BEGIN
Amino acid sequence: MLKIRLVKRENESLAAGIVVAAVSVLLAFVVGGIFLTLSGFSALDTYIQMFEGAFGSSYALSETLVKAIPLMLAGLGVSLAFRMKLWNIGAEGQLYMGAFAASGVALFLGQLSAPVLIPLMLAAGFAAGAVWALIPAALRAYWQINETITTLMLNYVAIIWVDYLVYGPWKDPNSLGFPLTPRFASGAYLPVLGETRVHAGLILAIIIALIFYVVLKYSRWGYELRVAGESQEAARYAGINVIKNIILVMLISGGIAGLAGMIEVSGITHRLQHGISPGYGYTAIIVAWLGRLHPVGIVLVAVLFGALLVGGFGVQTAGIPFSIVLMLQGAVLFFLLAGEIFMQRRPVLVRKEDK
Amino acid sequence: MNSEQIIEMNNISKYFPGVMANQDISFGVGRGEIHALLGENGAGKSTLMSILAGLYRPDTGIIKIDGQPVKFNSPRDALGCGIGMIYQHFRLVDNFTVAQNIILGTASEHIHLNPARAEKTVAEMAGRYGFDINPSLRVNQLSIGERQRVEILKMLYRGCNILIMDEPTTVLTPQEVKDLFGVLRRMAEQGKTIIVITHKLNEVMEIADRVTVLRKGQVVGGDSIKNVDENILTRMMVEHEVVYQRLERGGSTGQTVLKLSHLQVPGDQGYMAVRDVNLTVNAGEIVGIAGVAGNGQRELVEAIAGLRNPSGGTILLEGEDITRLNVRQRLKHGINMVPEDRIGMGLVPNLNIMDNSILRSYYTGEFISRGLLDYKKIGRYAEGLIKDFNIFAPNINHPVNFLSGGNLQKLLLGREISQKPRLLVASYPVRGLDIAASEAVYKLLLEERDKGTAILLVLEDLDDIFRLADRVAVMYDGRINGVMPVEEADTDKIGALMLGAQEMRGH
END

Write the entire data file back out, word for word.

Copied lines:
Amino acid sequence: MLKIRLVKRENESLAAGIVVAAVSVLLAFVVGGIFLTLSGFSALDTYIQMFEGAFGSSYALSETLVKAIPLMLAGLGVSLAFRMKLWNIGAEGQLYMGAFAASGVALFLGQLSAPVLIPLMLAAGFAAGAVWALIPAALRAYWQINETITTLMLNYVAIIWVDYLVYGPWKDPNSLGFPLTPRFASGAYLPVLGETRVHAGLILAIIIALIFYVVLKYSRWGYELRVAGESQEAARYAGINVIKNIILVMLISGGIAGLAGMIEVSGITHRLQHGISPGYGYTAIIVAWLGRLHPVGIVLVAVLFGALLVGGFGVQTAGIPFSIVLMLQGAVLFFLLAGEIFMQRRPVLVRKEDK
Amino acid sequence: MNSEQIIEMNNISKYFPGVMANQDISFGVGRGEIHALLGENGAGKSTLMSILAGLYRPDTGIIKIDGQPVKFNSPRDALGCGIGMIYQHFRLVDNFTVAQNIILGTASEHIHLNPARAEKTVAEMAGRYGFDINPSLRVNQLSIGERQRVEILKMLYRGCNILIMDEPTTVLTPQEVKDLFGVLRRMAEQGKTIIVITHKLNEVMEIADRVTVLRKGQVVGGDSIKNVDENILTRMMVEHEVVYQRLERGGSTGQTVLKLSHLQVPGDQGYMAVRDVNLTVNAGEIVGIAGVAGNGQRELVEAIAGLRNPSGGTILLEGEDITRLNVRQRLKHGINMVPEDRIGMGLVPNLNIMDNSILRSYYTGEFISRGLLDYKKIGRYAEGLIKDFNIFAPNINHPVNFLSGGNLQKLLLGREISQKPRLLVASYPVRGLDIAASEAVYKLLLEERDKGTAILLVLEDLDDIFRLADRVAVMYDGRINGVMPVEEADTDKIGALMLGAQEMRGH